Vesicle fusion is a biological process that is central to cellular function. In eukaryotic cells, the partnership between soluble N-ethylmaleimide-sensitive-factor attachment protein receptor (SNARE) and Sec1p/Munc18 (SM) proteins drives most intracellular fusion steps. According to the ‘‘zipper’’ model, SNARE proteins assemble into stable membrane-bridging complexes that bring membranes in juxtaposition, providing the necessary energy for overcoming the repulsive forces between two membranes.
Previous studies (mostly using Munc18a from neurons) have clearly confirmed that Munc18 proteins are important components of the vesicle fusion process. However, conflicting models have been proposed for how these different SM proteins regulate fusion, paradoxically suggesting that they can either promote or inhibit SNARE assembly and membrane fusion in vivo and in vitro. A detailed review of the literature suggested that the confounding results showing either a positive or a negative role for SM proteins could be at least partly the result of the use of different Sx constructs with deficiencies in key N and C-terminal sequences (either being absent or inhibited by fusion tags), combined with the wide variety of protein-protein interaction techniques that have been used to dissect the mechanism of Munc18 regulation of SNARE complex formation. These include immuno-precipitations (IPs), in vitro pull-down assays, fluorescence assays, energetics of protein-protein interaction using ITC (isothermal titration calorimetry); kinetics using SPR (Surface Plasmon Resonance) and liposome reconstitutions. The inconsistencies of results obtained from different methods have impacted significantly on developing a cohesive understanding of the role of Munc18/SNARE complexes in vesicle transport.
The research presented in this thesis focuses on characterizing the protein-protein interactions involved in insulin regulated GLUT4 vesicle exocytosis, specifically the Sec1/Munc18 (SM) protein Munc18c and SNARE proteins Sx4, SNAP23, and VAMP2. Importantly, for the first time the role played by Sx4 C–terminal membrane anchoring is addressed, and reveals a key role for this structure in allowing Munc18c to regulate SNARE complex assembly.
Research on Munc18c has been hampered by difficulties in producing recombinant Munc18c in sufficient quantities for protein-protein interaction assays. I therefore successfully established and optimized a protocol to produce correctly folded and fully functional Munc18c protein in a bacterial expression system. This allowed characterization of the Munc18c/Sx4 interaction both biochemically and structurally.
To date, research on Sx4, an integral membrane protein has only focused on its soluble C-terminally truncated form. Due to the deletion of the transmembrane domain of Sx4, I hypothesized that the soluble form may have a relatively more flexible C-terminus compared with the native form and this may affect its interactions. C-terminal anchoring of Sx4 may be critical to the ability of Munc18 proteins to regulate the conformational changes necessary for the assembly of the SNARE complex and vesicle fusion. To enable investigation of the role of Sx4 C-terminus anchoring, an artificial construct was engineered combining Sx4 (residues 1-275) with a T4-Lysozyme fusion at its C-terminus. The data obtained using this construct showed that T4L does not affect Sx4 protein binding to either Munc18c or SNARE partner proteins. My results however, showed that the Sx4 Cterminal anchoring may be critical in the ability of Sx4 to interact with its cognate SNARE proteins in the presence of Munc18c. A range of biochemical approaches was used to investigate the role of the Sx4 C-terminal region. Sx4 lacking its C-terminal transmembrane domain was found to be deficient in SNARE complex formation in the presence of Munc18c. Kinetic studies using fluorescence anisotropy confirmed that the role of Munc18c was affected if the Sx4 C-terminus was not stabilised by T4L. The results presented support a positive role for Munc18c in SNARE complex formation for GLUT4 vesicle fusion.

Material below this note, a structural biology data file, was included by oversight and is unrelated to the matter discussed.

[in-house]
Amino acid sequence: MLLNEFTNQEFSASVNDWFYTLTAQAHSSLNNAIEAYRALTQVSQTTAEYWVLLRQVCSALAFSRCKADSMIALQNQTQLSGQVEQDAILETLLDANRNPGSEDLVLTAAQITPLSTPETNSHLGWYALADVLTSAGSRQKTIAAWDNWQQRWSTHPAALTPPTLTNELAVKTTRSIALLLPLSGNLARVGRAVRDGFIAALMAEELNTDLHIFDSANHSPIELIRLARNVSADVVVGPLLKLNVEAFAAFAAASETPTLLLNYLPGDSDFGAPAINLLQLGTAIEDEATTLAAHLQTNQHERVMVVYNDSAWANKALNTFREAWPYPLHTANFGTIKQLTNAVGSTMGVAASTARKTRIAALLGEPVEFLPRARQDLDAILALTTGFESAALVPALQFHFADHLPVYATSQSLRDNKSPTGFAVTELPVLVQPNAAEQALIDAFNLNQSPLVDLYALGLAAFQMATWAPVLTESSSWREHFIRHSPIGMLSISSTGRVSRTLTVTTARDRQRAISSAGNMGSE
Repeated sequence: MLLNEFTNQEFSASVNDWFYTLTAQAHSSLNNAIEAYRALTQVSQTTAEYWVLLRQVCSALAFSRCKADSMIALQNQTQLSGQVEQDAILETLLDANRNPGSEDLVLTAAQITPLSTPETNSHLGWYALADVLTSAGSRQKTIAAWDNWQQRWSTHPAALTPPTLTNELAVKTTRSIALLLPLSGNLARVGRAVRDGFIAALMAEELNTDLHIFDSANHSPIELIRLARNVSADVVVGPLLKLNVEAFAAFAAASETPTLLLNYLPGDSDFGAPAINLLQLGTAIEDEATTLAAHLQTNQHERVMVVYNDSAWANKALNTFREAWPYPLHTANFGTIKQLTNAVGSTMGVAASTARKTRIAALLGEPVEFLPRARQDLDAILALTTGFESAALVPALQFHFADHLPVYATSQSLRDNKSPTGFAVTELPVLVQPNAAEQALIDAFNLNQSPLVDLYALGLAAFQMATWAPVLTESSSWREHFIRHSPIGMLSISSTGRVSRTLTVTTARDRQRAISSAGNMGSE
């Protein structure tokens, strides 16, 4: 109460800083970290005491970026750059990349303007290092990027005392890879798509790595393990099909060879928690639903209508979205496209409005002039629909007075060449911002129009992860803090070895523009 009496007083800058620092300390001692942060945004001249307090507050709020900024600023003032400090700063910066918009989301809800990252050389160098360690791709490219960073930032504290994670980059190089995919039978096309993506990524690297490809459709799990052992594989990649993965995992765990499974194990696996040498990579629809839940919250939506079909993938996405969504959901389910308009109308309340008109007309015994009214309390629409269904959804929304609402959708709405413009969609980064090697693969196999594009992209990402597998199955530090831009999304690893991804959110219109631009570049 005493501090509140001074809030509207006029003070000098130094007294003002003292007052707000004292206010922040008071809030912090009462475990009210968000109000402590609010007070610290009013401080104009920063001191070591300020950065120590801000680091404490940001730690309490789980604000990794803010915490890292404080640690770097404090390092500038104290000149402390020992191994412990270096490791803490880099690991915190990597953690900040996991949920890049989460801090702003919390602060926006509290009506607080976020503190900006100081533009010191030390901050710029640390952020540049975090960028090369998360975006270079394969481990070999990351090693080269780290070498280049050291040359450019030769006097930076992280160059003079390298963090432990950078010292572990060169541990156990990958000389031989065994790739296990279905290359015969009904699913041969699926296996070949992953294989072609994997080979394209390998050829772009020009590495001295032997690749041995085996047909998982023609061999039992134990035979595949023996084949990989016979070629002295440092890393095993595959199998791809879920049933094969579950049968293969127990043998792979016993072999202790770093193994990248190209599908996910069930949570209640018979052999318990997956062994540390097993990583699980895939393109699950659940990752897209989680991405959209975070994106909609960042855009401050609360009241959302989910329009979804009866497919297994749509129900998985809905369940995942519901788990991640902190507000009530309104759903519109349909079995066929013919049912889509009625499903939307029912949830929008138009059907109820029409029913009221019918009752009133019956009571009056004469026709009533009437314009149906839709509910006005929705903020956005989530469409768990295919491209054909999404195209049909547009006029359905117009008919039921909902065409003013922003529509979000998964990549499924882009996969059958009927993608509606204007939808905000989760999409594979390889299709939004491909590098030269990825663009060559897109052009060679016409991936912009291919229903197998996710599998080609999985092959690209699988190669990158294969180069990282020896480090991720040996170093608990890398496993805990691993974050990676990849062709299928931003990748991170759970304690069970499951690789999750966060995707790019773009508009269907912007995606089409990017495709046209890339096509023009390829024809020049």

I then established a protocol to produce recombinant full-length Sx4 (residues 1-298) that included the transmembrane domain. These two recombinant proteins (Sx4T4L and Sx4-TMD) were then used for functional and structural studies. I was able to generate small crystals for both the Munc18c/Sx4-T4L and Munc18c/Sx41-298TMD complexes. Although structures have not yet been forthcoming the work provides a solid base to begin crystal optimization towards future diffraction quality crystals. For membrane protein crystallization, training was provided at the Scripps Research Institute, using innovative lipidic cubic phase crystallization methods.
Overall I was able to show that tethering or anchoring or stabilising the Sx4 transmembrane domain is important for Munc18c to be able to regulate SNARE complex assembly. Collectively my research provides new insight into the mechanism of Munc18c for SNARE complex formation and provides optimised methods to produce and purify recombinant Munc18c and the full-length integral membrane protein Sx4 for structural and functional studies.